Implications of sharing electricity sector structures
Naira Mamede, litigation and energy attorney of Tortoro, Madureira & Ragazzi Advogados
Published by Canal Energia, on April 22, 2018
Electricity distributors have ownership of the power poles, which are used as a means for providing the service. However, considering that these poles are essential infrastructure for the telecommunications sector, Law No. 9.472/1997 ensured their right of use upon payment “in a non-discriminatory manner and at fair and reasonable prices and conditions”, thus avoiding cross-subsidization.
In turn, Joint Resolution No. 1/1999 set guidelines for sharing infrastructure among sectors. One of the positive effects of such measure is increasing economic viability, enabling the reduction of costs and the universalization of services in shorter time periods.
However, this matter deserves proper attention as to the risks and difficulties in regard to such sharing.
The sectors involved should appreciate the regular occupation of poles. Thus, obligations are to be undertaken both by the electricity distribution companies (owners) and telecommunications companies (users).
As owners, the distributors must maintain an up-to-date pole occupation record (article 9 of joint resolution No. 04/2014), allowing for effective supervision and improved accuracy in identifying each provider, whether for contractual or liability purposes in case of irregularities. Both providers and users are responsible for ensuring that their facilities comply with current technical and regulatory standards.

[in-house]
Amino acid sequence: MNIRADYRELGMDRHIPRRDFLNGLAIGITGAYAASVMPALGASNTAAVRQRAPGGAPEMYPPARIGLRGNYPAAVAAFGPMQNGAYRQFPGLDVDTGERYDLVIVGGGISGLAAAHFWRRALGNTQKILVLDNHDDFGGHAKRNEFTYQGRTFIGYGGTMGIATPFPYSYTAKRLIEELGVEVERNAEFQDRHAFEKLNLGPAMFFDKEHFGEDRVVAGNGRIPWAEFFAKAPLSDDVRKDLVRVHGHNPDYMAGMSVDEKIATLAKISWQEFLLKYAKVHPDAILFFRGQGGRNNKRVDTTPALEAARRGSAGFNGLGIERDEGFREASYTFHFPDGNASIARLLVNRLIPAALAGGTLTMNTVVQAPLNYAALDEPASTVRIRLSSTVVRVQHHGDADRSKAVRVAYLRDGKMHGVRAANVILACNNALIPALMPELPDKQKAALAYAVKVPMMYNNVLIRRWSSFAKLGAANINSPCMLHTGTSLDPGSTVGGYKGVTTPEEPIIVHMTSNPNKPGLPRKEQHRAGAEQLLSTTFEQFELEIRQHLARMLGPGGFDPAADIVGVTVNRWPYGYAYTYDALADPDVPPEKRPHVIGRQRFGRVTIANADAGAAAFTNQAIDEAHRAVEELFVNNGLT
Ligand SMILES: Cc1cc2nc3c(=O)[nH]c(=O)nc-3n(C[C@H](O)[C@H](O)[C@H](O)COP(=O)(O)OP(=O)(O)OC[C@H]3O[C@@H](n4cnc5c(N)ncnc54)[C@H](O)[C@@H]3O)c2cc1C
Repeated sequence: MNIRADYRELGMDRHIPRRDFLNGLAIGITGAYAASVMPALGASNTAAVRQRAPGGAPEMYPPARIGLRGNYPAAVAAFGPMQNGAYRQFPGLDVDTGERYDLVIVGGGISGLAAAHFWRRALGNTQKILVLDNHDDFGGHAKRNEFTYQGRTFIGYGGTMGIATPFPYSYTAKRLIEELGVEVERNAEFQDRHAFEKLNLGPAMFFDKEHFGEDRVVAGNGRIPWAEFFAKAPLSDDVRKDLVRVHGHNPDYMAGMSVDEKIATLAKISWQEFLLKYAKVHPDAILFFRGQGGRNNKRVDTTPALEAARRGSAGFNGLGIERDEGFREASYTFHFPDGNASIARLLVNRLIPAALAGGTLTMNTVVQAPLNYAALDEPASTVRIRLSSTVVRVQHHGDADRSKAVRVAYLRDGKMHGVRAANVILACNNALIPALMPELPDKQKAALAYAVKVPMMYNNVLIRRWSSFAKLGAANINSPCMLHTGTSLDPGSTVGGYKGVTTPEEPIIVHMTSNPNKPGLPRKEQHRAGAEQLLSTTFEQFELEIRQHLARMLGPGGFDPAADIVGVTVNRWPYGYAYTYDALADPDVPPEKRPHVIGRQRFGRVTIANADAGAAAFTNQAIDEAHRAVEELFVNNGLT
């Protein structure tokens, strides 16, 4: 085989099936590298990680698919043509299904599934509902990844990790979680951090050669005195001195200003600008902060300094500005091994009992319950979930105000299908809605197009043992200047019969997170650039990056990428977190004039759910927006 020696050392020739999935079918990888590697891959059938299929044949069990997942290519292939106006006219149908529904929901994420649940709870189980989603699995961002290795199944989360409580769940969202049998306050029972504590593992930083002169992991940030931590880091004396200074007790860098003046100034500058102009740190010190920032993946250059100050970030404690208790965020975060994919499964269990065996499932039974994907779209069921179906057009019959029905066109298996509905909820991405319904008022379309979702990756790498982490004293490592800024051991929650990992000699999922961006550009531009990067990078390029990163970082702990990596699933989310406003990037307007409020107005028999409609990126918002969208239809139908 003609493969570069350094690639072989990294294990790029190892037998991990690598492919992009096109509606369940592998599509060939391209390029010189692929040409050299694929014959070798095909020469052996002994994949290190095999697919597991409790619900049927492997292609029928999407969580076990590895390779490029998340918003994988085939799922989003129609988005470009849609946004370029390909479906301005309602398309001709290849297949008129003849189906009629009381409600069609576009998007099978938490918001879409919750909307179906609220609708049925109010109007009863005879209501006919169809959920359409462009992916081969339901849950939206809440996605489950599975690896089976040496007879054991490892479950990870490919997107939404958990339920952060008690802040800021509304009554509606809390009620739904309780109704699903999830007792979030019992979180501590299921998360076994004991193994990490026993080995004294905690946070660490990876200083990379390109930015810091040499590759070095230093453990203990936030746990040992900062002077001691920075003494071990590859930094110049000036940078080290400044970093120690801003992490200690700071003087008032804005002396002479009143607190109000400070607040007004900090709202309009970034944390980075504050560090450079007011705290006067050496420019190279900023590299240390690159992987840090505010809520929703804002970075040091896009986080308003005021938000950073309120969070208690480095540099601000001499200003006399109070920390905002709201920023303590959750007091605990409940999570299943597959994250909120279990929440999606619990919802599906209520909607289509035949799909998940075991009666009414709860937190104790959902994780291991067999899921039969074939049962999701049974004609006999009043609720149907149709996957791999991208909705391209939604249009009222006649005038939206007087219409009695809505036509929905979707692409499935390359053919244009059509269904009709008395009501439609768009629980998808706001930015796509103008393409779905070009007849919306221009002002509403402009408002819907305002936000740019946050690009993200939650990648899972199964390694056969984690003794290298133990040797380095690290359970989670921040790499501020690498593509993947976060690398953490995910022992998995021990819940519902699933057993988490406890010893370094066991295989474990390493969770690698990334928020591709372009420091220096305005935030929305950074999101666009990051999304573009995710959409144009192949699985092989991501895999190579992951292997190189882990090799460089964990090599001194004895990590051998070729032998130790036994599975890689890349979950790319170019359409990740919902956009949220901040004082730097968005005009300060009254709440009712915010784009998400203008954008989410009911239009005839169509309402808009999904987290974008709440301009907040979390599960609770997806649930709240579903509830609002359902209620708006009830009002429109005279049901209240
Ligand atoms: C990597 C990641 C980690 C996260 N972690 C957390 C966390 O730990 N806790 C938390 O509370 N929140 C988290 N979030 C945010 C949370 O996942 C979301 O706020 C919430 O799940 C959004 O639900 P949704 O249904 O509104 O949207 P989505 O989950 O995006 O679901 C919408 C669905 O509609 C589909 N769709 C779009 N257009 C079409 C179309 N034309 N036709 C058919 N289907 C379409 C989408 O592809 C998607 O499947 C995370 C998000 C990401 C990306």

However, this does not occur in practice. Although contracts for electricity sharing state that only one point is occupied per pole, the reality of 85% of distributors is different.
In fact, today, only 20% of the 45 million poles in Brazil are regulated and meet the criteria defined in specific regulations. In other words, most of this infrastructure is being occupied in a disorderly manner, with more telecommunications operators than the capacity allowed, with wires in excess and improper installation, or with installation in breach of the technical and safety standards.
Irregular occupations undermine the structure of local distributors, affect the telecommunications market itself due to occupation for reserves and the accumulation of wires, still having an impact on society.
After all, misuse is paid by energy consumers, who are subject to the replacement of this asset, the costs of which is added to the tariffs.
In view of the high rate of sharing structures in disagreement with the criteria defined by regulation, the National Electric Energy Agency (Aneel) and the National Telecommunications Agency (Anatel) decided to bring Open Court Hearing No. 3/2019, in order to receive comments and suggestions about changes capable of increasing the adequacy of regulations.
One possible solution, to be the object of this public consultation, would be for regulations to ensure fighting against clandestine occupation, establishing charges for actual occupation and appreciate contractual regulation, holding offenders liable and penalizing them for irregularities. Such a measure would inevitably lead to an improvement in registrations and the effective use of the structures.
The fact is that, despite the agencies’ efforts, such adequacy needs planning to be made by the public spheres responsible for urban furniture. Without clarity and reasonableness in public policies regarding this matter, its judicialization is expected, which will inevitably divert resources that would be more properly used if converted into investment in the strategic sectors involved.